This is important, Helms writes, because III Gallica arrived in Italy after almost a century in Syria, “the distant homeland of the Safaitic writers”. They were called to Italy when they marched in support of the future Emperor Vespasian, who succeeded power grabs from his predecessor Vitellius. They spent some time in Capua, at the expense of local nobles who favored Vitellius over Vespasian. They were finally sent home in 70.

Helms identifies two ways that the nomads may have joined the Third Gallic Legion: first, during this period the Roman legions became more and more provincial and increasingly attracted the local population. . Thus, a corps with historic ties to Syria would include a large number of Syrian recruits. This is apparently from Tacitus himself, who alludes to the men of the Third Reich following Syrian religious customs. Alternatively, it is possible that the Safaitic writers were auxiliary people. The movement of auxiliary troops was unusual, but periods of crisis – such as the civil war of 69 – were possible.

Other scholars agree that there is evidence that the Roman army employed nomads as assistants. In his work Michael McDonald, a preeminent scholar of the Ḥarrah inscriptions, has suggested that the nomads may have been incorporated into the army, perhaps in a special “ethnic unit”. It’s hard to tie graffiti evidence from Ḥarrah to AD 69, but yes, write professor Ahmad Al-Jallad“Specific evidence for the activity of Roman auxiliary military units was produced by the nomadic tribes of Ḥarrah.”

If Helms is right and he presents a compelling case, what does this mean? Why did these men (we know their names – Tm, Md and hb – but Safaitic doesn’t preserve vowels so we can’t pronounce them with certainty) put them in the hallway sing? Helms tells me we will never know for sure “but there are some possibilities. It’s easy to imagine, for example, that they might be expressing a certain pride in their identity and language… perhaps the Safaitic authors wanted to engage in writing on the wall, as formal as the their teammates. [from the Third]—But, again, they did so in their own language and in their own writing. ”

This is not necessarily about adaptations of Roman custom. It is remarkable that to these soldiers, the streets of Pompeii were as unfamiliar as those of Pompeii, the city’s thick inscriptions indicating that Helms “might have been very familiar to the travelers.” guests from far, far away. They may not fully understand the Latin or Greek on the walls there (despite growing evidence of bilingualism in Ḥarrah)—but they will understand graffiti as a practice. “Thus, Graffiti is a cross-cultural activity in which everyone – including foreigners – can participate, connect and add their own contributions. The full range of multicultural Pompeian (and neighboring Herculaneum) graffiti can be viewed online at the Ancient Graffiti Project (, guided by Professor Rebecca Benefiel at the University of Washington and Lee.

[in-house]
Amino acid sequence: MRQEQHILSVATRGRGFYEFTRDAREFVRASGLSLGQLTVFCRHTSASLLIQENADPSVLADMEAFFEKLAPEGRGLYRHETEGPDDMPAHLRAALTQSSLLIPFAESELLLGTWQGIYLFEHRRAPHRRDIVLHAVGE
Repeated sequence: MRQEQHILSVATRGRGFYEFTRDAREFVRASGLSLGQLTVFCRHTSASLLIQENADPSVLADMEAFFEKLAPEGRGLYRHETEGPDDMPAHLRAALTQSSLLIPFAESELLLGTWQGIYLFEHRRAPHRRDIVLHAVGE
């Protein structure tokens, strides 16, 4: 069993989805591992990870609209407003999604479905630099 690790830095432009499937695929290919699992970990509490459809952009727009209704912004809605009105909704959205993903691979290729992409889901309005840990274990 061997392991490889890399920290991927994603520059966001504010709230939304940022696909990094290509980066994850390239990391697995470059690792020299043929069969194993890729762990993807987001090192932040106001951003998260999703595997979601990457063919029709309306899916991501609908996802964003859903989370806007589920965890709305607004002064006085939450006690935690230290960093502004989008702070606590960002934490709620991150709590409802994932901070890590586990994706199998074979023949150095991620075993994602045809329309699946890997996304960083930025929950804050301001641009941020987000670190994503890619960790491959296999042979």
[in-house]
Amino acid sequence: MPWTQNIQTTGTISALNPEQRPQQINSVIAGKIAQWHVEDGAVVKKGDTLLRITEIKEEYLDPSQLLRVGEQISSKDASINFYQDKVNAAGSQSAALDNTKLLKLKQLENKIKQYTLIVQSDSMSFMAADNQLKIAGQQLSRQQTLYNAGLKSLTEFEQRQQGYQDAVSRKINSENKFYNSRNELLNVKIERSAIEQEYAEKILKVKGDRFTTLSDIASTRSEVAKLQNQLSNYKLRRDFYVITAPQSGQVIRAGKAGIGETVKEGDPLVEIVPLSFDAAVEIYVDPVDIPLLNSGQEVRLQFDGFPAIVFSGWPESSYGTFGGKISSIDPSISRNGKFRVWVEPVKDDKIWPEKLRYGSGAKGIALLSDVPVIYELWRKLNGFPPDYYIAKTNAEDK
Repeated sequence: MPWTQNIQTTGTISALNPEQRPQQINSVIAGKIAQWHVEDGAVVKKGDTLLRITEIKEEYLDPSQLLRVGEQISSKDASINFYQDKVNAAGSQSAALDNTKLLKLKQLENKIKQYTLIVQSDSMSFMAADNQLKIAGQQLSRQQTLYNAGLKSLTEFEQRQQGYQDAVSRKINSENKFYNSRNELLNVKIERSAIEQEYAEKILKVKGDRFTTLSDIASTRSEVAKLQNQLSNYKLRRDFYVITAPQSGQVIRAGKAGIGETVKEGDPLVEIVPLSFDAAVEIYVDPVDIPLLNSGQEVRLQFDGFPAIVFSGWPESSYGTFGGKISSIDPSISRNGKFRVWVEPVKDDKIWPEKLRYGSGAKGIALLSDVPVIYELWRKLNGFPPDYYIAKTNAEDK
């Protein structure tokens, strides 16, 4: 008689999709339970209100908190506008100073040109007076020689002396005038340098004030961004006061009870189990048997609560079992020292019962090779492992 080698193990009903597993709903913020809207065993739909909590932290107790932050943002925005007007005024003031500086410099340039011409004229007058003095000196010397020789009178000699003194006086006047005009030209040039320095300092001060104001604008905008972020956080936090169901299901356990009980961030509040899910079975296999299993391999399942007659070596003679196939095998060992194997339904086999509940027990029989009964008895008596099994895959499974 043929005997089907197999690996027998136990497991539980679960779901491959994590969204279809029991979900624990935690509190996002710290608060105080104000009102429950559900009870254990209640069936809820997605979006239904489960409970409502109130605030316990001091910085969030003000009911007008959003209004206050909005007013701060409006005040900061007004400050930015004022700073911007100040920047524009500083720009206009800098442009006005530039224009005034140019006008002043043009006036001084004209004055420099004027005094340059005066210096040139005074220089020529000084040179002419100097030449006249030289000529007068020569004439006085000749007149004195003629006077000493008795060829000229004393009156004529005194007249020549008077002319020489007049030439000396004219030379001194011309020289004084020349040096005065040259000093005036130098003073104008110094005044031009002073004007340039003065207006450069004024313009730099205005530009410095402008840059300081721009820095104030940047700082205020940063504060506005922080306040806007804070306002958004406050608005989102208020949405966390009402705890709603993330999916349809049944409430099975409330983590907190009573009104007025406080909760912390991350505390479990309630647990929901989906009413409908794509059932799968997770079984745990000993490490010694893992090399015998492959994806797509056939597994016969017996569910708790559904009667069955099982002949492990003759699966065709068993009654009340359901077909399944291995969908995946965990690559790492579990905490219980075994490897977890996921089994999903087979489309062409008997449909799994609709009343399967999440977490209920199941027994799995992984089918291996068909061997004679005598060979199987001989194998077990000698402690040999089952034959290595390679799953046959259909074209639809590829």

Helms’ work is important for the ways in which it reminds us of the vastness of the Roman world and its interconnectedness. Helms told me, “I still think it’s amazing that one day in late December 69 AD in southern Italy you could hear Arabic being spoken as you walked towards the theater! Unbelievable! The Safaitic-style graffiti is also a good reminder that the Roman army can look and sound a lot like its empire.”

Just because nomads served in the military did not mean they gave up their own language and traditions. Marking their name in their language on the walls of the International Pompeii can be a point of pride. The power of the Roman empire was demonstrated through its architecture, propaganda, violence, and spectacle that did not swallow up or depend on the traditions of those caught up in its mechanics. In contrast, Pompeii’s walls became canvases for etching linguistic and ethnically diverse expressions. One of Pompeii’s greatest mysteries may have been solved

Russell Falcon

Russell Falcon is a Interreviewed U.S. News Reporter based in London. His focus is on U.S. politics and the environment. He has covered climate change extensively, as well as healthcare and crime. Russell Falcon joined Interreviewed in 2023 from the Daily Express and previously worked for Chemist and Druggist and the Jewish Chronicle. He is a graduate of Cambridge University. Languages: English. You can get in touch with me by emailing: